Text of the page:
Editor’s Note: In this Q&A feature, Pompe Disease columnist Bruce Campbell reflects on his long journey from mysterious, debilitating symptoms to a diagnosis and the remarkable progress he’s made in managing his rare disease and inspiring others to do the same.
Q. How important is Pompe Disease Awareness Day to you?
A. Pompe Disease Day means so much to me as it is a day where we can create so much incredible and important awareness for the many rare diseases out there. There are 7000 known rare diseases and more are being discovered constantly that are affecting over 300 million people globally. I struggled for 10 years to find a diagnosis for my rare Pompe disease and all the while I was suffering from unexplainable symptoms that many doctors could not figure out the cause of my pain. By creating awareness, I hope to help others struggling to get a diagnosis for their rare condition and guide them into obtaining treatment that could help them, even save their life as my medication treatment has saved mine.
Q. In the time since your late-onset Pompe diagnosis about 9 years ago, has awareness of the rare disease, its diagnosis, and research to discover better treatment, increased?
A. Yes. Slowly but surely through raising awareness through many rare disease non-profit organizations and having access to incredible websites like Rare Disease Advisor, the spread of knowledge for the many rare diseases out there has expanded in a positive way. I have learned a great deal about my disease and the many experimental treatments out there that are trying to make medication more easily available as well as helping us living with rare diseases individuals live a better quality of life.
Q. What singular message do you have for others who just learned they have Pompe?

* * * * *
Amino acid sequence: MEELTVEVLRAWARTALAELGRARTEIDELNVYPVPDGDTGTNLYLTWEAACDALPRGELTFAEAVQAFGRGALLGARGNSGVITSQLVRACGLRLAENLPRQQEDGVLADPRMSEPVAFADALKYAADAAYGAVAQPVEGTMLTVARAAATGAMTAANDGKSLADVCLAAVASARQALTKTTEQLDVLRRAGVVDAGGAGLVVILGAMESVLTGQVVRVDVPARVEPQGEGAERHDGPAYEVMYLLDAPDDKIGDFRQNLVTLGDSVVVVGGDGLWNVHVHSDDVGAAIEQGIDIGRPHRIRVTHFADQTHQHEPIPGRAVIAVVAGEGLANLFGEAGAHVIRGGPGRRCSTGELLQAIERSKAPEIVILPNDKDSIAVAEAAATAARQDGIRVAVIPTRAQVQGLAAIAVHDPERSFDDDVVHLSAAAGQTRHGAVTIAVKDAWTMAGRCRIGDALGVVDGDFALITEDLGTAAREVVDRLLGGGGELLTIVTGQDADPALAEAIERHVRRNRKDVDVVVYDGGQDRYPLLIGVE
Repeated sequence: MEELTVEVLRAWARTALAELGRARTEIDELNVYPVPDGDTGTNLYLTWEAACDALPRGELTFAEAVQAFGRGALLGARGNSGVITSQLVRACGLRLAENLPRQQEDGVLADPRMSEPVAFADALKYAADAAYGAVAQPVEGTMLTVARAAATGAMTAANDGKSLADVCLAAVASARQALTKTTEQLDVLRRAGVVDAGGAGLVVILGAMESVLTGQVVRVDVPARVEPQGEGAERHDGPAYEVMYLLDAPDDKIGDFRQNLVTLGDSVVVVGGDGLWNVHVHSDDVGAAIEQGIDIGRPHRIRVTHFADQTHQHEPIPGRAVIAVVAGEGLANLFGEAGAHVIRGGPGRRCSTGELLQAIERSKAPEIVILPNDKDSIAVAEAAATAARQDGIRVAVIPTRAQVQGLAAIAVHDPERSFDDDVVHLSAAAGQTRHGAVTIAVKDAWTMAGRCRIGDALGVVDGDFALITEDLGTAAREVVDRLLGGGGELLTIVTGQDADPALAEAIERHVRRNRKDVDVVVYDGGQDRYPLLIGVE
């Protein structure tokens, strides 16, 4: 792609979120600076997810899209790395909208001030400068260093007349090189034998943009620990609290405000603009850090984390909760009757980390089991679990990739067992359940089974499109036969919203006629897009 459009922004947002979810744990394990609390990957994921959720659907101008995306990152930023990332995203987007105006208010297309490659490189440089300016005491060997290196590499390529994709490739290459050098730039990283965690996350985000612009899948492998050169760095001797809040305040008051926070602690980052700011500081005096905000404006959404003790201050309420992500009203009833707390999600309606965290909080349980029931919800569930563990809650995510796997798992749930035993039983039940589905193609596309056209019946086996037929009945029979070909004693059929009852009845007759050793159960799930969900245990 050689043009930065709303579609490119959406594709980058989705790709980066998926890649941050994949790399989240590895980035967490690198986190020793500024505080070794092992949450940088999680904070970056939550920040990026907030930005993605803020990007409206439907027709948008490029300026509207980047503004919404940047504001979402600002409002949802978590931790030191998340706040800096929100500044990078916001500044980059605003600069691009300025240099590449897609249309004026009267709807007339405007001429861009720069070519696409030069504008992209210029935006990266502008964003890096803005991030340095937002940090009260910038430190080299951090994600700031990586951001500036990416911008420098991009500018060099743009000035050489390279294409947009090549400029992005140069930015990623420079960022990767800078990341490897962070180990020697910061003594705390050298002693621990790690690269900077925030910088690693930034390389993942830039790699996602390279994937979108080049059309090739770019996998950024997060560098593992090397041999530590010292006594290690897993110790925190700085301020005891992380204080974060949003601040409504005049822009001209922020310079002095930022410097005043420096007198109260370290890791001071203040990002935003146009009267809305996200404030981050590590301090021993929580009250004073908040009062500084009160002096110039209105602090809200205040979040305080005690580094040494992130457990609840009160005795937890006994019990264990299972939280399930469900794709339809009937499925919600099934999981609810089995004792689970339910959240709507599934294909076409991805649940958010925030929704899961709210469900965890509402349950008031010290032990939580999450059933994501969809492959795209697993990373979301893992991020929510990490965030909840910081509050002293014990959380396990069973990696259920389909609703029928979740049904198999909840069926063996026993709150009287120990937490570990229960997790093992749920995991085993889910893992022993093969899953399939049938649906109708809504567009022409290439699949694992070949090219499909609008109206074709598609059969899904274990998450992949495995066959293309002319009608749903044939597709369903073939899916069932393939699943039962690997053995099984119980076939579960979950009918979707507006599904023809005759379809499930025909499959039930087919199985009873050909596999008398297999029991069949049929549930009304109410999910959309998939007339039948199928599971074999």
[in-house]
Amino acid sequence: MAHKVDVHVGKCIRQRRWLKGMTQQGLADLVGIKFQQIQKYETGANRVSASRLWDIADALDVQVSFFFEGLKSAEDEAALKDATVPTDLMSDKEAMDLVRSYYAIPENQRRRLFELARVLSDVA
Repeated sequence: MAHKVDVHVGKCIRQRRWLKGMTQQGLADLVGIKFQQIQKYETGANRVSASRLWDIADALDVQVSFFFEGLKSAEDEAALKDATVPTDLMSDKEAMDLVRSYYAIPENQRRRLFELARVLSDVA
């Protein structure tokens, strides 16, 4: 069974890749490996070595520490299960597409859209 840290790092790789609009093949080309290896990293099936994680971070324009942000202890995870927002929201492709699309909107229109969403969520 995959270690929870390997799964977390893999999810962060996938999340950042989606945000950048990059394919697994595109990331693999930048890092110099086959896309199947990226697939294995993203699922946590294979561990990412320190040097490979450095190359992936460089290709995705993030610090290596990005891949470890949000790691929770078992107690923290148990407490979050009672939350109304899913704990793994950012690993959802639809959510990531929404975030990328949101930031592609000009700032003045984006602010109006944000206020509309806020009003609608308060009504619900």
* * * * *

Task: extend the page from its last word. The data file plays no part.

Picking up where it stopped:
A. Being diagnosed with Pompe disease is most certainly not a life sentence. Finding the diagnosis and placing a name to your symptoms is half the battle won. Being able to get onto treatment for Pompe and adopting a possible lifestyle shift to incorporate physical exercise into your everyday routine as well as a small diet shift can significantly help your body in managing the disease better.
Having Pompe, I have learned that every single day is a gift and it is most certainly not about how many hours you have to live here on this earth but about what you can fit into those hours that can allow you to still live a remarkable life.
Q. In the early days of identifying your symptoms before the firm Pompe diagnosis, how prolonged and difficult was that process?
A. It was an incredibly tough and scary time in my life. Having these symptoms of extreme pain and muscle weakness when no doctors or specialists were able to assist in an explanation as to what is causing my body to experience these symptoms. There were days when I was unable to get out of bed and this deterioration continued for 10 years until I was finally diagnosed.
Q. Is there a turning point moment you can identify that sent you in the right direction for managing Pompe?
A. I was told once diagnosed that I should take it easy and not try to perform much physical exercise. As a sport scientist, I knew that everyone needs to perform at least 30 minutes of physical exercise every day for their health. So I aimed to just do 30 minutes a day and the only exercise I could do was walking in a pool. After some time doing this every day, I could feel my body very gradually getting slightly stronger, which the doctors said was not possible. This changed my outlook on managing my disease completely and I still focus on ensuring I do some form of exercise every day to continue building my body back up even if it is slower than everyone else, it is still a step in the right direction, forward.